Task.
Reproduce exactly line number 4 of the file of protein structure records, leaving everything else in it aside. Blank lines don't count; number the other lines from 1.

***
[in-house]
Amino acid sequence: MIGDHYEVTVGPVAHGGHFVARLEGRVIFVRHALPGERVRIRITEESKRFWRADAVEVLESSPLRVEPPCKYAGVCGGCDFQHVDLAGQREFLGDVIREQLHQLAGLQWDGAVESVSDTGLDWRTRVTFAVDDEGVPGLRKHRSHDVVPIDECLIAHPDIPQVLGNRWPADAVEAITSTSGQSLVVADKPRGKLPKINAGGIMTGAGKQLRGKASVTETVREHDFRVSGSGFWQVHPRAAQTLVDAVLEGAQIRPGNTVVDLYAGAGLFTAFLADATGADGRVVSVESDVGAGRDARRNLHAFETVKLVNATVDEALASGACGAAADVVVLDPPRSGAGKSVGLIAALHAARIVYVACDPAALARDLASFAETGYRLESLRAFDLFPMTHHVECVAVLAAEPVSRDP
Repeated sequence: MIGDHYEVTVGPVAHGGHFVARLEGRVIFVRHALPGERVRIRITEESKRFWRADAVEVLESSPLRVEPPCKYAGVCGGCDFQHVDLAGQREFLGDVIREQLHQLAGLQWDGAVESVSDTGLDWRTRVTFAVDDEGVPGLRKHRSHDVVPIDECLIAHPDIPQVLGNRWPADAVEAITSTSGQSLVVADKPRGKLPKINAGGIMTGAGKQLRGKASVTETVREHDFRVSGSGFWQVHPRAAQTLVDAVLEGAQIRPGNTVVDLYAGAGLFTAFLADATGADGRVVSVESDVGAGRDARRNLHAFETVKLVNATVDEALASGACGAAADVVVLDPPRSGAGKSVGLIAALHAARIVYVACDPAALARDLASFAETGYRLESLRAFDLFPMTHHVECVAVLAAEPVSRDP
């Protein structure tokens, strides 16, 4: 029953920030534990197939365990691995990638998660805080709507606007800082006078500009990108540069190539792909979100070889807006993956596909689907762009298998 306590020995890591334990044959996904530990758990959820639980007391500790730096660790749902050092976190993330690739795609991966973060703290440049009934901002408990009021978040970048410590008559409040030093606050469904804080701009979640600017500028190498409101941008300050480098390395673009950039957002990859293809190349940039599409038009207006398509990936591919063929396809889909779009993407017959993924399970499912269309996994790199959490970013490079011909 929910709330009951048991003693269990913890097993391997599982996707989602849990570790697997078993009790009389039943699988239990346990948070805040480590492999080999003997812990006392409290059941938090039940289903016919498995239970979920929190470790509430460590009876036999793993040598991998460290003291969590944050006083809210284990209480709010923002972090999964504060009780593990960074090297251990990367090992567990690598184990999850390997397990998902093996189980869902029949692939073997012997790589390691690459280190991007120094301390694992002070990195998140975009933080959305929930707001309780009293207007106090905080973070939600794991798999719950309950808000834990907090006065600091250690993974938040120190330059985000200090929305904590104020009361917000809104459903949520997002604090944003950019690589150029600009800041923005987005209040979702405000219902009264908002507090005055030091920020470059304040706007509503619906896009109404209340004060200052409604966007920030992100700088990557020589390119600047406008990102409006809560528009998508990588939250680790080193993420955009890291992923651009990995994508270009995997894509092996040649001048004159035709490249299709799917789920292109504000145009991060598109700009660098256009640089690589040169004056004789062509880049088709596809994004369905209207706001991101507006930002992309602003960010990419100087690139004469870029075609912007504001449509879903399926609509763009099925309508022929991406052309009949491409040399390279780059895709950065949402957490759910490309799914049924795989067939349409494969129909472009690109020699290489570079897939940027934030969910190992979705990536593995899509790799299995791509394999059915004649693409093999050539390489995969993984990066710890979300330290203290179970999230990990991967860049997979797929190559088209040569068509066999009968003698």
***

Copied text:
């Protein structure tokens, strides 16, 4: 029953920030534990197939365990691995990638998660805080709507606007800082006078500009990108540069190539792909979100070889807006993956596909689907762009298998 306590020995890591334990044959996904530990758990959820639980007391500790730096660790749902050092976190993330690739795609991966973060703290440049009934901002408990009021978040970048410590008559409040030093606050469904804080701009979640600017500028190498409101941008300050480098390395673009950039957002990859293809190349940039599409038009207006398509990936591919063929396809889909779009993407017959993924399970499912269309996994790199959490970013490079011909 929910709330009951048991003693269990913890097993391997599982996707989602849990570790697997078993009790009389039943699988239990346990948070805040480590492999080999003997812990006392409290059941938090039940289903016919498995239970979920929190470790509430460590009876036999793993040598991998460290003291969590944050006083809210284990209480709010923002972090999964504060009780593990960074090297251990990367090992567990690598184990999850390997397990998902093996189980869902029949692939073997012997790589390691690459280190991007120094301390694992002070990195998140975009933080959305929930707001309780009293207007106090905080973070939600794991798999719950309950808000834990907090006065600091250690993974938040120190330059985000200090929305904590104020009361917000809104459903949520997002604090944003950019690589150029600009800041923005987005209040979702405000219902009264908002507090005055030091920020470059304040706007509503619906896009109404209340004060200052409604966007920030992100700088990557020589390119600047406008990102409006809560528009998508990588939250680790080193993420955009890291992923651009990995994508270009995997894509092996040649001048004159035709490249299709799917789920292109504000145009991060598109700009660098256009640089690589040169004056004789062509880049088709596809994004369905209207706001991101507006930002992309602003960010990419100087690139004469870029075609912007504001449509879903399926609509763009099925309508022929991406052309009949491409040399390279780059895709950065949402957490759910490309799914049924795989067939349409494969129909472009690109020699290489570079897939940027934030969910190992979705990536593995899509790799299995791509394999059915004649693409093999050539390489995969993984990066710890979300330290203290179970999230990990991967860049997979797929190559088209040569068509066999009968003698």